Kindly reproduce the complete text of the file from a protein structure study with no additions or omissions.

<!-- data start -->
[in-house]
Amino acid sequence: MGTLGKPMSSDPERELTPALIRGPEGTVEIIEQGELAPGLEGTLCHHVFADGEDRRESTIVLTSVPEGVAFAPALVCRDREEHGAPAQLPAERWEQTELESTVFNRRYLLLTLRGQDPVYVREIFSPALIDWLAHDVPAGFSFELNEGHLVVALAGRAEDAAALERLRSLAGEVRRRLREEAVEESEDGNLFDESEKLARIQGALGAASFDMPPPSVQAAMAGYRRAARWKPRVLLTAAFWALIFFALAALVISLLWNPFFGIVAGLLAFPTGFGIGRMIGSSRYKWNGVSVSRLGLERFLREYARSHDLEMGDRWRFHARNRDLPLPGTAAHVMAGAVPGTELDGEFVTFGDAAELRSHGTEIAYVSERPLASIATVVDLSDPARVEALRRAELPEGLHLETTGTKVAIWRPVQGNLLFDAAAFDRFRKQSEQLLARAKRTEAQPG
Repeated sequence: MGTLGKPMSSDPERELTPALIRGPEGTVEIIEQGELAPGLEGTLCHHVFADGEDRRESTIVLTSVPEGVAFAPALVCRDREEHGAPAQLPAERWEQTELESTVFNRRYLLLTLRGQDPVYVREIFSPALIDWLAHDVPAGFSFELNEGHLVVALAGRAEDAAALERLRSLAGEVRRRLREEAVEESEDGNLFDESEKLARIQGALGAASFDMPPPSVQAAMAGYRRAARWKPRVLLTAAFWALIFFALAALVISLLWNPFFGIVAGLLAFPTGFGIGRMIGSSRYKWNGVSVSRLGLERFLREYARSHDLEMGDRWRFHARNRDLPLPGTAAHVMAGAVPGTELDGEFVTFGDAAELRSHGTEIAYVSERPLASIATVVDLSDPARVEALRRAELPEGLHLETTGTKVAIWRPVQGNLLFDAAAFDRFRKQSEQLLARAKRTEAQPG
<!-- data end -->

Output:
[in-house]
Amino acid sequence: MGTLGKPMSSDPERELTPALIRGPEGTVEIIEQGELAPGLEGTLCHHVFADGEDRRESTIVLTSVPEGVAFAPALVCRDREEHGAPAQLPAERWEQTELESTVFNRRYLLLTLRGQDPVYVREIFSPALIDWLAHDVPAGFSFELNEGHLVVALAGRAEDAAALERLRSLAGEVRRRLREEAVEESEDGNLFDESEKLARIQGALGAASFDMPPPSVQAAMAGYRRAARWKPRVLLTAAFWALIFFALAALVISLLWNPFFGIVAGLLAFPTGFGIGRMIGSSRYKWNGVSVSRLGLERFLREYARSHDLEMGDRWRFHARNRDLPLPGTAAHVMAGAVPGTELDGEFVTFGDAAELRSHGTEIAYVSERPLASIATVVDLSDPARVEALRRAELPEGLHLETTGTKVAIWRPVQGNLLFDAAAFDRFRKQSEQLLARAKRTEAQPG
Repeated sequence: MGTLGKPMSSDPERELTPALIRGPEGTVEIIEQGELAPGLEGTLCHHVFADGEDRRESTIVLTSVPEGVAFAPALVCRDREEHGAPAQLPAERWEQTELESTVFNRRYLLLTLRGQDPVYVREIFSPALIDWLAHDVPAGFSFELNEGHLVVALAGRAEDAAALERLRSLAGEVRRRLREEAVEESEDGNLFDESEKLARIQGALGAASFDMPPPSVQAAMAGYRRAARWKPRVLLTAAFWALIFFALAALVISLLWNPFFGIVAGLLAFPTGFGIGRMIGSSRYKWNGVSVSRLGLERFLREYARSHDLEMGDRWRFHARNRDLPLPGTAAHVMAGAVPGTELDGEFVTFGDAAELRSHGTEIAYVSERPLASIATVVDLSDPARVEALRRAELPEGLHLETTGTKVAIWRPVQGNLLFDAAAFDRFRKQSEQLLARAKRTEAQPG